Colonel Reed: Yeah. How many bombs have you disarmed?

Staff Sergeant William James: Uh, I’m not quite sure.

Colonel Reed: Segeant?

Staff Sergeant William James: Yes, sir.

Colonel Reed: I asked you a question.

Staff Sergeant William James: Eight hundred seventy-three, sir.

Colonel Reed: Eight hundred! And seventy-three. Eight hundred! And seventy-three. That’s just hot shit. Eight hundred and seventy-three.

Staff Sergeant William James: Counting today, sir, yes.

Colonel Reed: That’s gotta be a record. What’s the best way to… go about disarming one of these things?

Staff Sergeant William James: The way you don’t die, sir.

Colonel Reed: That’s a good one. That’s spoken like a wild man. That’s good.

A. O. Scott, writing for the New York Times describes James like this:  “Staff Sgt. William James (Jeremy Renner) is something else, someone we recognize instantly even if we have never seen anyone quite like him before. He is a connoisseur, a genius, an artist.”

The artistic temperament— and the yearning or longing for or to be “something more extraordinary” creates a white hot intensity of feeling in these characters.  In contrast, long-term relationships and the comfortable companionship that committed loving couples (and families) share seem suffocatingly pedestrian.

Power of Idealism characters, operating in their Dark Side, are unprepared to make the ordinary, small, everyday sacrifices real long-term every-day love requires, especially when there are children involved.

In this exchange James explains to his infant son:

Staff Sergeant William James: You love playing with that. You love playing with all your stuffed animals. You love your Mommy, your Daddy. You love your pajamas. You love everything, don’t ya? Yea. But you know what, buddy? As you get older… some of the things you love might not seem so special anymore. Like your Jack-in-a-Box. Maybe you’ll realize it’s just a piece of tin and a stuffed animal. And then you forget the few things you really love. And by the time you get to my age, maybe it’s only one or two things. With me, I think it’s one.

James’ character reminds me of another Power of Idealism character addicted to the drug of violence, the Narrator (Edward Norton) in Fight Club.  He feels dead in his ordinary every-day life and must witness extreme pain in support groups to find release, catharsis and peaceful sleep.  Soon, even that isn’t enough.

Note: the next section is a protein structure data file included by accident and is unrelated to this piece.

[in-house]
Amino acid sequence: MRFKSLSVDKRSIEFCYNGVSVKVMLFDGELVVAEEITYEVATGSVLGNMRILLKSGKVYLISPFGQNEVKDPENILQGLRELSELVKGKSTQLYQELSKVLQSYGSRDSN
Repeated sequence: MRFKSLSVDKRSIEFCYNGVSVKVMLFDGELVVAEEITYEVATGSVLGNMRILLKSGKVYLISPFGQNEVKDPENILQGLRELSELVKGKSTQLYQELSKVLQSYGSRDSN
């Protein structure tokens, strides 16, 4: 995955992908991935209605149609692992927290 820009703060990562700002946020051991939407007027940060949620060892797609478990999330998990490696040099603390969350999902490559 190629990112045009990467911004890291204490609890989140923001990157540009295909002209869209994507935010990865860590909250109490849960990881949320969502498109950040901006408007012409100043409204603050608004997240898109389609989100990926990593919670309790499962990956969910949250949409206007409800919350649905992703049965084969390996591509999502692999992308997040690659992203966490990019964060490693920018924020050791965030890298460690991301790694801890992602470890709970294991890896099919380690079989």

The Narrator (with disgust):  “This chick Marla Singer did not have testicular cancer. She was a liar. She had no diseases at all. I had seen her at Free and Clear my blood parasite group Thursdays. Then at Hope, my bi-monthly sickle cell circle. And again at Seize the Day, my tuberculous Friday night. Marla… the big tourist. Her lie reflected my lie. Suddenly I felt nothing. I couldn’t cry, so once again I couldn’t sleep.”

He must then inflict pain on himself and others, through brutal beatings in Fight Club in order to feel anything or even seem alive.  However horrific, this violence has an intensity he finds satisfying.  Better to feel this than nothing at all.

In Trainspotting, Power of Idealism character, Renton (Ewan McGregor), recounts his Dark Side experience with heroin.  The drug’s effects are also intense but horrific.  The adrenalin rush of  Staff Sergeant James’ work seems much like Renton describes heroin:  “Take the best orgasm you’ve ever had… multiply it by a thousand, and you’re still nowhere near it.”

Kenneth Turan sums up this feeling writing about The Hurt Locker in The Los Angeles Times:  “The film starts with a celebrated quote from the book War Is a Force that Gives Us Meaning by Chris Hedges: “The rush of battle is often a potent and lethal addiction, for war is a drug.” It’s easy to understand this thought intellectually, but by the time this remarkable film (The Hurt Locker) comes to an end, we feel it in our souls.”

Power of Reason characters withdraw from the intimacy of love and family because they are afraid they will feel too much.  Power of Idealism characters withdraw from the intimacy of love and family because they are afraid they won’t feel enough.